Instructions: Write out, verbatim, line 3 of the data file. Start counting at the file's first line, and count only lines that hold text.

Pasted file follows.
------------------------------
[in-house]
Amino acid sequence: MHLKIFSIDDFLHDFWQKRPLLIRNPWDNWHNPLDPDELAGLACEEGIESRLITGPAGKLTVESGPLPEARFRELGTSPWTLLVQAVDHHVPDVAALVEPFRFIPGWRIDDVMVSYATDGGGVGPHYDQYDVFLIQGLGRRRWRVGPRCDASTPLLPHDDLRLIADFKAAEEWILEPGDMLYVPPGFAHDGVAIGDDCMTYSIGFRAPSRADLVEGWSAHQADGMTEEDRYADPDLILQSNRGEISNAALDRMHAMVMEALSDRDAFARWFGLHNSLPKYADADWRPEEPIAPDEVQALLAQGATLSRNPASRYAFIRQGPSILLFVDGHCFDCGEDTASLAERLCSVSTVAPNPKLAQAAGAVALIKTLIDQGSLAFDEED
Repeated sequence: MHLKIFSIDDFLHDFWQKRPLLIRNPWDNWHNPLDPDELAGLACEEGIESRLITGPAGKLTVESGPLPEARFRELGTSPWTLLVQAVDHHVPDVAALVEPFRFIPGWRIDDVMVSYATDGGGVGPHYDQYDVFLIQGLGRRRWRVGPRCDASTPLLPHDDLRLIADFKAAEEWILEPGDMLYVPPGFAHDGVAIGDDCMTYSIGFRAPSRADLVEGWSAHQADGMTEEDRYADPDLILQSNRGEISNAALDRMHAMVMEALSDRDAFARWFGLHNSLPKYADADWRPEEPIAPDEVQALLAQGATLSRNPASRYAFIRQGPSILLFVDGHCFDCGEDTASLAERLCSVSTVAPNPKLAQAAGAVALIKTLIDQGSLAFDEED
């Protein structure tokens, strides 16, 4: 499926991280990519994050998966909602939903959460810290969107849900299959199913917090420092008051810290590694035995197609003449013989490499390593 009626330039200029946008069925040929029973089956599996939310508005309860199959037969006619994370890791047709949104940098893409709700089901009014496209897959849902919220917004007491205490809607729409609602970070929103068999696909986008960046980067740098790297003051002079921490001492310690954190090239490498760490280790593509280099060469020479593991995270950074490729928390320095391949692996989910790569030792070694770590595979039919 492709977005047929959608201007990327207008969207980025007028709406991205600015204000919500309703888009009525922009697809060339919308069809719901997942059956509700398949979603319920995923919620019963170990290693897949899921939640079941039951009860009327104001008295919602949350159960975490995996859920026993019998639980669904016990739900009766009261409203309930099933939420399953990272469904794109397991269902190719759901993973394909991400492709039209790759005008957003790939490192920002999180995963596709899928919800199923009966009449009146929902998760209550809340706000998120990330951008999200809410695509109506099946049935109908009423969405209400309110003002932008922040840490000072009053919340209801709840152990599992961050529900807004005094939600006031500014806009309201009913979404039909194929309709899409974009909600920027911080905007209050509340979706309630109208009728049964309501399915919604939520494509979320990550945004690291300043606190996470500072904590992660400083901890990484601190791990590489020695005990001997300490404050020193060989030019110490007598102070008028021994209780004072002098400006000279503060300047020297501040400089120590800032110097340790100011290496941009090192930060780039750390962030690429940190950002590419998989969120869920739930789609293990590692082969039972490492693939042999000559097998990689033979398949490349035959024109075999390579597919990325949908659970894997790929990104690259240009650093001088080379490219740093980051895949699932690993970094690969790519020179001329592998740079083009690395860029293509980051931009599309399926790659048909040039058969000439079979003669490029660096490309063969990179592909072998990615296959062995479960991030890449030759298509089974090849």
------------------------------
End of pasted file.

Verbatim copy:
Repeated sequence: MHLKIFSIDDFLHDFWQKRPLLIRNPWDNWHNPLDPDELAGLACEEGIESRLITGPAGKLTVESGPLPEARFRELGTSPWTLLVQAVDHHVPDVAALVEPFRFIPGWRIDDVMVSYATDGGGVGPHYDQYDVFLIQGLGRRRWRVGPRCDASTPLLPHDDLRLIADFKAAEEWILEPGDMLYVPPGFAHDGVAIGDDCMTYSIGFRAPSRADLVEGWSAHQADGMTEEDRYADPDLILQSNRGEISNAALDRMHAMVMEALSDRDAFARWFGLHNSLPKYADADWRPEEPIAPDEVQALLAQGATLSRNPASRYAFIRQGPSILLFVDGHCFDCGEDTASLAERLCSVSTVAPNPKLAQAAGAVALIKTLIDQGSLAFDEED